LIHUE — Easy breathing is what Lihue Pulmonologist Tad Jackson is all about.
He’s been practicing medicine on Kauai for 28 years, with his entire career focused on working with people with chronic obstructive pulmonary disease (COPD).
Now, he’s thrown helping hands into a new documentary called “Clearing the Air: Opening Up about COPD” in an effort to spread awareness and compassion toward people living with the condition.
“Participating was a natural extension of my goal as a healthcare provider, to empower and motivate my patients to be proactive in their own health,” Jackson said.
Emmy-nominated Abbey LeVine directed the film, which launched in September and “aims to humanize the condition by chronicling the intimate moments in the lives of people living with COPD,” according to a press release on the documentary.
The overall goal is to reduce the stigma associated with COPD and shed light on how some patients cope on a daily basis.
“COPD is often associated with cigarette smoking, so it doesn’t always evoke the same compassion or interest as other diseases,” Jackson said. “Knowing the importance of changing this perception, I jumped at the opportunity to be part of this project.”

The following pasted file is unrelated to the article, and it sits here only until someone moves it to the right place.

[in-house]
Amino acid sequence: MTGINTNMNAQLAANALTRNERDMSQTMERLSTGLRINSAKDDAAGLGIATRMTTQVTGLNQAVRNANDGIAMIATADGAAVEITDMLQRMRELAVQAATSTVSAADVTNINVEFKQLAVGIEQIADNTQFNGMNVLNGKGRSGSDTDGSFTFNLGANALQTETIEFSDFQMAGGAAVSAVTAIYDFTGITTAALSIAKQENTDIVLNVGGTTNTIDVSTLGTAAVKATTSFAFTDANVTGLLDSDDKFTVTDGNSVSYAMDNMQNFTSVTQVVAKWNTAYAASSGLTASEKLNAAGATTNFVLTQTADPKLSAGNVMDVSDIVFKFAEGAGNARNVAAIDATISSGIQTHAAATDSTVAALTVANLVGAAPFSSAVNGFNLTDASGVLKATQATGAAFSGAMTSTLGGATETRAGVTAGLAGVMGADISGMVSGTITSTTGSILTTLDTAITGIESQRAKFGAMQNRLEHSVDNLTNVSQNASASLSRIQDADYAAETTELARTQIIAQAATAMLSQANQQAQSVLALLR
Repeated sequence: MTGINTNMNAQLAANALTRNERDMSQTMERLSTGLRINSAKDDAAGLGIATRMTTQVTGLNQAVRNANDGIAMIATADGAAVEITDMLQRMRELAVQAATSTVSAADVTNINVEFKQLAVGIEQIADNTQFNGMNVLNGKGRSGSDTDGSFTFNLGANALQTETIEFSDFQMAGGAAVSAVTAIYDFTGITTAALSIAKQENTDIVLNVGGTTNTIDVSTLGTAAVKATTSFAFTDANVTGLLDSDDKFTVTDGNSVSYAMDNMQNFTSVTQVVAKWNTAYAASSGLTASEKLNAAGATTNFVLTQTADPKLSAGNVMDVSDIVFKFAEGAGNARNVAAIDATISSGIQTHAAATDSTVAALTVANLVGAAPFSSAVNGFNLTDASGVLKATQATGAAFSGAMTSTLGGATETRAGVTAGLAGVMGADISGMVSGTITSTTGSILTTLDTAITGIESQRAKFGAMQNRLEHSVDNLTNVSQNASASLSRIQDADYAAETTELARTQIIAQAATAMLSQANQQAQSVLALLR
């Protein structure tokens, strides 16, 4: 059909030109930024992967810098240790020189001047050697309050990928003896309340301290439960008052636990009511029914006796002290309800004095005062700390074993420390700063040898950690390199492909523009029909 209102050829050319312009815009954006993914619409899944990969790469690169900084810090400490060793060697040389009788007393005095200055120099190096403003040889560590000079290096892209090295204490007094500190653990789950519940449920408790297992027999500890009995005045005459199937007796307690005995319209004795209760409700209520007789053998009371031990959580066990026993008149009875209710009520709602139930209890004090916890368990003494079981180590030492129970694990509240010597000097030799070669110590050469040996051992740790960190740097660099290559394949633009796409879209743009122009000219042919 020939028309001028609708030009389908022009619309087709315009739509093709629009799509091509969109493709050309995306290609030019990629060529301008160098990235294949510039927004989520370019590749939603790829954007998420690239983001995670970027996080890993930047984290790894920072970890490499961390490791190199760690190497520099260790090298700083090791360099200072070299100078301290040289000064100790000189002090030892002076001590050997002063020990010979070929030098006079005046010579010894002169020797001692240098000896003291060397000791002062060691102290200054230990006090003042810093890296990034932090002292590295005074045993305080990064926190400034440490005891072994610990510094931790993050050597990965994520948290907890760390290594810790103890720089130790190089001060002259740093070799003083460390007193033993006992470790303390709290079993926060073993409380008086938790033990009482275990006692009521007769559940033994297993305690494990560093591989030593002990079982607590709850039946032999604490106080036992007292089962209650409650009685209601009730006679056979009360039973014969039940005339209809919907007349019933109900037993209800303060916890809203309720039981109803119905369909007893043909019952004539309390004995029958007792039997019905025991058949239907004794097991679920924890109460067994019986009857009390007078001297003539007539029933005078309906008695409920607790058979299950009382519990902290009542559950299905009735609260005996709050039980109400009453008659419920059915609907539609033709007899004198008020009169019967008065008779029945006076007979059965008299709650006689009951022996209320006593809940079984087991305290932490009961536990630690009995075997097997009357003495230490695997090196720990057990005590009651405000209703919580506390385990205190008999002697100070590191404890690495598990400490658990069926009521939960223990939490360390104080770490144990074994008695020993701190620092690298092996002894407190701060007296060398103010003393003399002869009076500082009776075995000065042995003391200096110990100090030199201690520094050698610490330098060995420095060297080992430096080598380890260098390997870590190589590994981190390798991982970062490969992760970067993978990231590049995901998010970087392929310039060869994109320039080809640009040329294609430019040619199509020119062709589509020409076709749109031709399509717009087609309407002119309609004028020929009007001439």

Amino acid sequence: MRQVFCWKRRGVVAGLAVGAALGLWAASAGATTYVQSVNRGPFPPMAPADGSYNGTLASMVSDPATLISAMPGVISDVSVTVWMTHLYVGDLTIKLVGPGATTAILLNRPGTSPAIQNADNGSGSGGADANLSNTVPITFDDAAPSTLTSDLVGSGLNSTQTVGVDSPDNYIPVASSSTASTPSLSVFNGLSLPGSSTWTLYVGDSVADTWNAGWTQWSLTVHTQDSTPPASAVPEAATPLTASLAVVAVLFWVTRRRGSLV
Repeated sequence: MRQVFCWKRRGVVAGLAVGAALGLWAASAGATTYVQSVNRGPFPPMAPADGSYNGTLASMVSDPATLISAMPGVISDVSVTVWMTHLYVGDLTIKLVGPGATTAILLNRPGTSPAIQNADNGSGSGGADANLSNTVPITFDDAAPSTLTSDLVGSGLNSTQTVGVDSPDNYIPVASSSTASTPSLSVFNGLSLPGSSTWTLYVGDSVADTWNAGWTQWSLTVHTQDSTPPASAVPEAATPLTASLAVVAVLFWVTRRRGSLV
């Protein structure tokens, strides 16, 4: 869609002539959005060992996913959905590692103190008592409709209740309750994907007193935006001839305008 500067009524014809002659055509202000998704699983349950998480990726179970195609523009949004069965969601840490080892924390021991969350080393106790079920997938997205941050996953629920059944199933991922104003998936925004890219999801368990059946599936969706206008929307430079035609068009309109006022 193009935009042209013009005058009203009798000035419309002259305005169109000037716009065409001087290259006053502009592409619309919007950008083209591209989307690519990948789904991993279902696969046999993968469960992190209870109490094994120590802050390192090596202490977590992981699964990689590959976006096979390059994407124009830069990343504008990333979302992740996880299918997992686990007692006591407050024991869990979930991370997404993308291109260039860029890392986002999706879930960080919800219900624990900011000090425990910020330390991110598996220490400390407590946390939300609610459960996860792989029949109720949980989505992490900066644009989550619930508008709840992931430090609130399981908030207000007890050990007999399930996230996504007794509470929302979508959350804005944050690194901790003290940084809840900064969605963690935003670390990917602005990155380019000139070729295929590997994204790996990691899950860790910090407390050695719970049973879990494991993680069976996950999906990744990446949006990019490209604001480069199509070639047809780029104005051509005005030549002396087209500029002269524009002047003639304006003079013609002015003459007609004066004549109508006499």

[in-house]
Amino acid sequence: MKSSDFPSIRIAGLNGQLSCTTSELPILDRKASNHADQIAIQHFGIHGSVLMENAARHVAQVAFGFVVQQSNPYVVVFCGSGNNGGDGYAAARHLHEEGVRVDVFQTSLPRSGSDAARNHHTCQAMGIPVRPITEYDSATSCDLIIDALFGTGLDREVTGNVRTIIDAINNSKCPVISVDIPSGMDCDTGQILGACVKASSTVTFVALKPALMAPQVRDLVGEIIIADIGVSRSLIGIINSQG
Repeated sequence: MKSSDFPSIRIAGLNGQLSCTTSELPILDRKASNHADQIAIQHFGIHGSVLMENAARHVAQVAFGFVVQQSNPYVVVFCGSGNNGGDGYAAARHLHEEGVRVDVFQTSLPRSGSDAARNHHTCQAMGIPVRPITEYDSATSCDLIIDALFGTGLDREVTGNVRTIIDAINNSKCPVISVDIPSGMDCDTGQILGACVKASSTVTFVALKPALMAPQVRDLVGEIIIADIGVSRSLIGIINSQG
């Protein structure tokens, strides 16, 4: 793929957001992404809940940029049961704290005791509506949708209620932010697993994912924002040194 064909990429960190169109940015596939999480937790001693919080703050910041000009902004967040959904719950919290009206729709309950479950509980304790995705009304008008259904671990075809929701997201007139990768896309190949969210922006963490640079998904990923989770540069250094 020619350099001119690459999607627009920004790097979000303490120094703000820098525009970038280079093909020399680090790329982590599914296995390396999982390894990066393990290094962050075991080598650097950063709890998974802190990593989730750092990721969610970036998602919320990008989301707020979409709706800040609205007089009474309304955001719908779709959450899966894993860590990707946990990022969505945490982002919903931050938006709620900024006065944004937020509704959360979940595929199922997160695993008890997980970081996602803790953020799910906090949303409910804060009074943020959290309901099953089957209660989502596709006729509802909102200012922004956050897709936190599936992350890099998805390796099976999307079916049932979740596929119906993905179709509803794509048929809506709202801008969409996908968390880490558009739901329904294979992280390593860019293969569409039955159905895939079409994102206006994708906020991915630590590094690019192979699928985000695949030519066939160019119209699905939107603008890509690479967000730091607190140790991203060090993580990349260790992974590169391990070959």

The lives of three people are illuminated through the documentary, including Kauai’s Bob Moss.
Moss is a retired industrial worker and a U.S. veteran who was diagnosed with COPD when he became one of Jackson’s patients in 2011. He has a short history with smoking, and doctors pointed to years of exposure to fumes and pollution as the cause of his COPD.
The documentary chronicles his days, and shows the steps Moss and Jackson are taking together to improve his quality of life.
“Since working with Bob to identify the right treatment plan for him, he has been able to live better with his COPD,” Jackson said. “His journey has been extremely rewarding to witness.”
COPD is the third-leading cause of death in the United States, according to Jackson, and is a major cause of hospitalizations on Kauai.
“In my practice, COPD makes up about 40 percent of the patients we see,” he said. “The disease has a very significant impact on the patients (and) their families.”
The impacts to loved ones and patients, as well as the stigma around COPD drove LeVine to direct the documentary, especially since her mother was diagnosed with the condition.
“I know all too well the impact and frustrations of living with COPD after witnessing my mother’s struggle,” LeVine said.
She continued: “My goal in the film was to bring empathy to a narrative that recognizes the possibilities, while still acknowledging the realities people living with COPD face every day.”
To watch the film, and for more info: visit ClearTheAirCOPD.com.